Five and a half years since Nazanin Zaghari-Ratcliffe was first wrongly imprisoned in Iran, her husband Richard has undertaken a hunger strike for over three weeks. Whilst his wife serves her second sentence after accusations of propaganda, Richard aims for this hunger strike to lead to her release. He urges the UK government to pay a historic debt of £400 million owed to Iran.
On 11 November, government officials met with Iran’s deputy foreign minister, Ali Bagheri Kani, in Whitehall. An aspect of these talks was the future of those wrongly detained. However, it remains clear that for Iran, the route to release is by the UK paying the debt. Despite previous speculation of support from the government to fulfil this, inaction remains, which for Richard and many others means the lives of those detained in Iran are faced with further uncertainty.
Conservatives on the defensive in corruption scandal
by Iwan Roberts
Speaking from the COP26 summit last, Boris Johnson asserted that the UK is not ‘a corrupt country’. This insistence was a response to allegations of corruption directed at his party, with the most notable target being former MP Owen Paterson. The Commons Select Committee on Standards found that he had used his position to ‘benefit two companies for whom he was a paid consultant’ and recommended a 30 day suspension, a recommendation that was blocked by Tory MPs who instead voted to reform the policing of parliamentary standards.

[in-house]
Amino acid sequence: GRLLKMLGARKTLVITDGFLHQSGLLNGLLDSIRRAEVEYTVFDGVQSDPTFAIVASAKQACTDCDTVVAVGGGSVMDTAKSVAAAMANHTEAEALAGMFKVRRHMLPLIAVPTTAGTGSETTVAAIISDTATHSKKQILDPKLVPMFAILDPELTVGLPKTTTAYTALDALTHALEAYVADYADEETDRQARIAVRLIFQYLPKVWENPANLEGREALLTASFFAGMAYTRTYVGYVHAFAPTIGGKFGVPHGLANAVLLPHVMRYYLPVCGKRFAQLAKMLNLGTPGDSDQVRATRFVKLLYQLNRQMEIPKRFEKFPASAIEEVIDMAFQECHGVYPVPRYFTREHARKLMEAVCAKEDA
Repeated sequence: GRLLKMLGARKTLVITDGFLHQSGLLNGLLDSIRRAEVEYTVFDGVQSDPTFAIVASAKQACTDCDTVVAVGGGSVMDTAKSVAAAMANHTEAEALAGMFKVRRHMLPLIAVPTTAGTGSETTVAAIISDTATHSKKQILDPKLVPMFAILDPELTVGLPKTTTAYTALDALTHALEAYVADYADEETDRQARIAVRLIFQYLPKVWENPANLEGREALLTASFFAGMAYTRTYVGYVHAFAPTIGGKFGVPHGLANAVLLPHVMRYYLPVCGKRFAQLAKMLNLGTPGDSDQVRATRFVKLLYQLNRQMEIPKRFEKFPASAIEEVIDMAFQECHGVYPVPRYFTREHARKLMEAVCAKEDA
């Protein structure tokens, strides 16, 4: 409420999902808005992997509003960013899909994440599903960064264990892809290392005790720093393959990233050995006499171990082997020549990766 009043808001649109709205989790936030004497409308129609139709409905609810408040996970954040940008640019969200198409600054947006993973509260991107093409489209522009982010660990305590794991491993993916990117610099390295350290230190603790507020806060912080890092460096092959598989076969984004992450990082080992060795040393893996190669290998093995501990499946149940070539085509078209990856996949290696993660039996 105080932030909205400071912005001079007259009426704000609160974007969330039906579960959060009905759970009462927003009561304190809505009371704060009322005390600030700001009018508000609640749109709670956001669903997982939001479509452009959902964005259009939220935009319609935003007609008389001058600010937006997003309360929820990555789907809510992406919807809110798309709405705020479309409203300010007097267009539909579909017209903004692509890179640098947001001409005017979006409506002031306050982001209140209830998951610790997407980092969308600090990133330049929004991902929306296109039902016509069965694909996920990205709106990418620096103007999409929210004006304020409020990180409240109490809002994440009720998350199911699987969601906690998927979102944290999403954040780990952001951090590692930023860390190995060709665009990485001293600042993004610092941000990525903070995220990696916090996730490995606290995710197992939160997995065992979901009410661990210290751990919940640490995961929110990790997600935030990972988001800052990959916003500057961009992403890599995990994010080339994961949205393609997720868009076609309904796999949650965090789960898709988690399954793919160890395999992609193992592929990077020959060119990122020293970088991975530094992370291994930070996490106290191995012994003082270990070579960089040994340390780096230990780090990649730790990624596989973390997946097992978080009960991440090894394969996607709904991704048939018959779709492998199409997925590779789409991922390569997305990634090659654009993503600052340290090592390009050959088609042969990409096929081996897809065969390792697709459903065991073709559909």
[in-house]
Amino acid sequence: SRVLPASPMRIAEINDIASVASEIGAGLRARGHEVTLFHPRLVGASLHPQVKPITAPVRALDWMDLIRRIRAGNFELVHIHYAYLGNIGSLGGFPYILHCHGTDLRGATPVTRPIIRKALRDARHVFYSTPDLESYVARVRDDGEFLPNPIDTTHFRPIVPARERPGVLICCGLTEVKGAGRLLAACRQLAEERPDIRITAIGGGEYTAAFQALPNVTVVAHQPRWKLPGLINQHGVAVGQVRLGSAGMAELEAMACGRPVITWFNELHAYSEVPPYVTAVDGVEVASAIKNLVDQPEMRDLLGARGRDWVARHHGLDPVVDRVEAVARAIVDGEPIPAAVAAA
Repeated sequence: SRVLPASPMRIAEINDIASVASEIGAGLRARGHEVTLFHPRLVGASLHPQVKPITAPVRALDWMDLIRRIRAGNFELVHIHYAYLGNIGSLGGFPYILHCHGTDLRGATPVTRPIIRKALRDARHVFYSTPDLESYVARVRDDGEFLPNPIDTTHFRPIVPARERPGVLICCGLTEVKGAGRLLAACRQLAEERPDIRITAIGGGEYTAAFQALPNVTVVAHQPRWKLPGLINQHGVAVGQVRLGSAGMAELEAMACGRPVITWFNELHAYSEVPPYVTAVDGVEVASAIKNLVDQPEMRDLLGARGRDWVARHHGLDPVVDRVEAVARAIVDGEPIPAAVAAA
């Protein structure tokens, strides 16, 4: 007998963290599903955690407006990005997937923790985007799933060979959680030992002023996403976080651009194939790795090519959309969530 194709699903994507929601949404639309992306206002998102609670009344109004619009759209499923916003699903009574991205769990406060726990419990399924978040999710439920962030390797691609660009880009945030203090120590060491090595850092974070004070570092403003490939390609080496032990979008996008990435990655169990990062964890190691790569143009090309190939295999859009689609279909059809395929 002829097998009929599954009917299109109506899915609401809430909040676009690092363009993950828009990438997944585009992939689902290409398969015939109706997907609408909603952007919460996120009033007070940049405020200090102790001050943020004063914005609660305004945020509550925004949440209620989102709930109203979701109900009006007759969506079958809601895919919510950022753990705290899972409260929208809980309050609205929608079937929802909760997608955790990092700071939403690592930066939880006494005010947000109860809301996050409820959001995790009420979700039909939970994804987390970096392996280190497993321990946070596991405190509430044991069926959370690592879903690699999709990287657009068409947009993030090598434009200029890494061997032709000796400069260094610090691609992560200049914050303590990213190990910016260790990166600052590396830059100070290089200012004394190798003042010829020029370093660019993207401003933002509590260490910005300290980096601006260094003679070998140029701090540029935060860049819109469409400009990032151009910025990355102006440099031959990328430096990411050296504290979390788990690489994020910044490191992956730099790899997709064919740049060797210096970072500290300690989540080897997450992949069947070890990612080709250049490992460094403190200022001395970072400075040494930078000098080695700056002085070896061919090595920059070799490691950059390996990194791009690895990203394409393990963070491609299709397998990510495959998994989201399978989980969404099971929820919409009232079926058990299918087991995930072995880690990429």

Following a media backlash, the government reversed this decision and Paterson resigned. With previous corruption allegations around lobbying and lockdown rule-breaking still alive in recent memory, polling suggests voters are paying attention with some polls reporting Labour in the lead for the first time in a year.
by Ellis Holden
Last week there was an announcement from a group of professors, fed up with illiberal university academic and social atmospheres, that they have formed a new university in Austin Texas. This University claims to pursue truth unlike other leading American universities with mottos such as those of Yale with “lux et veritas” which is Latin for “light and truth.”